Re: Problems with un-owned objects passed to closures in pygobject (gtk_cell_renderer_text_start_editing)

On Tue, Feb 5, 2013 at 12:08 PM, Simon Feltman <s feltman gmail com> wrote:
> I could easily be misunderstanding the internals, but at some point isn't a
> call to something like gtk_widget_set_parent on the children needed for
> widgets to ever be displayed or useful? (which sinks the children)

One of the more gross internal details of GTK+ is that GtkWindows
(any toplevel widgets) get added to an internal 'list of toplevels'.

So a GtkWindow is an odd subclass that (like someone else
pointed out), sinks it's own floating reference at initialization time.

The ownership of the window is virtually given to "GTK+" and then
disposed of automatically at gtk_widget_destory() time.

I suppose that strictly speaking, an object constructor can indeed
have side effects (but I can't think of any case where it would be
anywhere close to 'sane' to intentionally use object constructors
for their side effects and ignore the results).


> If it really might be a problem we could work around the leak by tracking if
> the instance was created within python and if the instance has ever been
> marshaled to C. At which point we could rely on the GC cleanup of the
> wrapper to sink and unref the extra ref in cases the GObject was never
> passed on to C at any point. This sucks but it seems a little better than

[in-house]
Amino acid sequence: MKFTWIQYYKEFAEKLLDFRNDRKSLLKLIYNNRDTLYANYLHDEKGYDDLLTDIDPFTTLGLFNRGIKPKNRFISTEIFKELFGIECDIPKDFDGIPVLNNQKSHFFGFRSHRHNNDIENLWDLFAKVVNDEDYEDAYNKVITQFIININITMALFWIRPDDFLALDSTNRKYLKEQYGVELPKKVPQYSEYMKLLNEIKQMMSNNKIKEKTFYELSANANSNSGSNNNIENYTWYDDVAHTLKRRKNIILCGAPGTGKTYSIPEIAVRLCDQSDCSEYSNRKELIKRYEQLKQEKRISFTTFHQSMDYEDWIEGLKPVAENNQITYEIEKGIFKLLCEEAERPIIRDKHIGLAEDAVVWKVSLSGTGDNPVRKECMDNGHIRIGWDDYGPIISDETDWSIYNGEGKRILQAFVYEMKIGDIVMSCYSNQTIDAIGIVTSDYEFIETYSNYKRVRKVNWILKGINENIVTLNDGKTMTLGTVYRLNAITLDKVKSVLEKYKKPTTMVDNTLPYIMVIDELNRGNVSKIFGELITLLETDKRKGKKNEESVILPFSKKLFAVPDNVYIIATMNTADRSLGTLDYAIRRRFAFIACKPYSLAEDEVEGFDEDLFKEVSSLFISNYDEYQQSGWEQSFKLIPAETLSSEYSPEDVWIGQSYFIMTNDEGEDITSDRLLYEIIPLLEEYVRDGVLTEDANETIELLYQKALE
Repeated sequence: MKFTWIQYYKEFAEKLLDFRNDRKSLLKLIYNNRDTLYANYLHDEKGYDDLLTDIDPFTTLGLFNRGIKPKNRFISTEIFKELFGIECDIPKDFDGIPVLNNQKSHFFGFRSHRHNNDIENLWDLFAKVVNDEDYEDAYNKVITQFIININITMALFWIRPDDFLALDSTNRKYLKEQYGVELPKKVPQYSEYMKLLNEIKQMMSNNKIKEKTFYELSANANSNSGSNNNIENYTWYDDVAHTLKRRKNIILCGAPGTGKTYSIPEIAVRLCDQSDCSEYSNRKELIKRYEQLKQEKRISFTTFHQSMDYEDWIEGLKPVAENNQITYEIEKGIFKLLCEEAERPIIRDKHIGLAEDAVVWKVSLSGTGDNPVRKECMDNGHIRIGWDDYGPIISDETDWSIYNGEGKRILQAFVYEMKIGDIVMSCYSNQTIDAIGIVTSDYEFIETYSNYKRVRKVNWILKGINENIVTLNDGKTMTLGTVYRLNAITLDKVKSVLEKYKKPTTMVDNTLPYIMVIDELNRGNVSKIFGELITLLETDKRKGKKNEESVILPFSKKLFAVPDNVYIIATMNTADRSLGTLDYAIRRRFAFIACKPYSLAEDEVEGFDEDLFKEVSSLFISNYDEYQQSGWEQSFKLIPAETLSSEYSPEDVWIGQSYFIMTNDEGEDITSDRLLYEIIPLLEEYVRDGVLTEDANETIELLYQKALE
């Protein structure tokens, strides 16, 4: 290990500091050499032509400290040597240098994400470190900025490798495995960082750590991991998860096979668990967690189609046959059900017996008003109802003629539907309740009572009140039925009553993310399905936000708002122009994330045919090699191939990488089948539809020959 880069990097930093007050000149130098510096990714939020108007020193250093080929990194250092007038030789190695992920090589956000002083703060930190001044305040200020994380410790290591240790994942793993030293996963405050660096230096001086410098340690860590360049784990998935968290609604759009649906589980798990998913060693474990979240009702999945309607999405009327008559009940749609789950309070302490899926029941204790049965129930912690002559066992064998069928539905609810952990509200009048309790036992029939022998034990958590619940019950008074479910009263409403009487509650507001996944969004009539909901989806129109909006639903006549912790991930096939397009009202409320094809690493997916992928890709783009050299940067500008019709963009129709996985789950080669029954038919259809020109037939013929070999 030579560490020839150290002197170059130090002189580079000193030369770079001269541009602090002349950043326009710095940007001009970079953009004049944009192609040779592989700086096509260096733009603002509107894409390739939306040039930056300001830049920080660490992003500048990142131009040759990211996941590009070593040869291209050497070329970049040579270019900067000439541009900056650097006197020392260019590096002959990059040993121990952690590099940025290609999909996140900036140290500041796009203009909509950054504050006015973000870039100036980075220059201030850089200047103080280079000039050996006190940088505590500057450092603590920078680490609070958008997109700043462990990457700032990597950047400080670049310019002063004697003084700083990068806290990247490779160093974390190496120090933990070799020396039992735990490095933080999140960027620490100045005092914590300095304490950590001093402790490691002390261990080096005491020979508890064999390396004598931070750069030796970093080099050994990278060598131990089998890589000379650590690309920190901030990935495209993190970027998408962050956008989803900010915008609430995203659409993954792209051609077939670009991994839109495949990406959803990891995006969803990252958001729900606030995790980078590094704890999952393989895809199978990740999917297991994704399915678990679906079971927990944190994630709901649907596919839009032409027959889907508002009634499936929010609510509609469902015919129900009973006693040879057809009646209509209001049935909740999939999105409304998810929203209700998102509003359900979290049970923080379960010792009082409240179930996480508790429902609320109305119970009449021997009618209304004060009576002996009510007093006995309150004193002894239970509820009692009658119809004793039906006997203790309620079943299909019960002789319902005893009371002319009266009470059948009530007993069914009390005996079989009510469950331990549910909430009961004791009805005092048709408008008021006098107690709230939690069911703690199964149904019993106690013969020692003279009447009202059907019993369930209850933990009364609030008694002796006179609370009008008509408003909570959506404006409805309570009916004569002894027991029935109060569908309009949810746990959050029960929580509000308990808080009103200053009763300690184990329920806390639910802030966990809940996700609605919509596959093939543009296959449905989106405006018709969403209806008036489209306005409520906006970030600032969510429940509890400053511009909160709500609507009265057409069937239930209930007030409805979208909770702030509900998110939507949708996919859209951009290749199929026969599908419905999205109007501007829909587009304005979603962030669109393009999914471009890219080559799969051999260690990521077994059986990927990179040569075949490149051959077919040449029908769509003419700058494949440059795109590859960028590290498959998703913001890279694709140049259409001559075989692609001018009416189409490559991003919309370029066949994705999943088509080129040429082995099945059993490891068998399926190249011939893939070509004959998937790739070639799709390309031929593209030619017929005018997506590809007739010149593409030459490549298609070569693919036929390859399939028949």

> checking GObject ref counts during marshaling and floating sunk objects
> based on if it was initially floating and the GObject ref count is only 1,
> which might be unsafe.
> -Simon
> On Mon, Feb 4, 2013 at 4:56 AM, Torsten Schoenfeld <kaffeetisch gmx de>
> wrote:
>> On 04.02.2013 03:39, Simon Feltman wrote:
>>> I am starting to warm up to an idea where we simply never sink objects
>>> and always follow the rules entailed by
>>> ownership transference annotations already in place, with one caveat:
>>> g_object_new is annotated as transfer full but can also return floating
>>> references. In this case, we must check the returned type and not
>>> believe the annotation when it returns InitiallyUnowned instances, but
>>> instead treat it like transfer none and add a new ref.
>> What about custom implementations of classes that are supposed to take
>> over floating refs?  For example, how would you write a custom GtkContainer
>> subclass in Python with your scheme?  Wouldn't you then need a way to
>> explicitly sink the floating ref?
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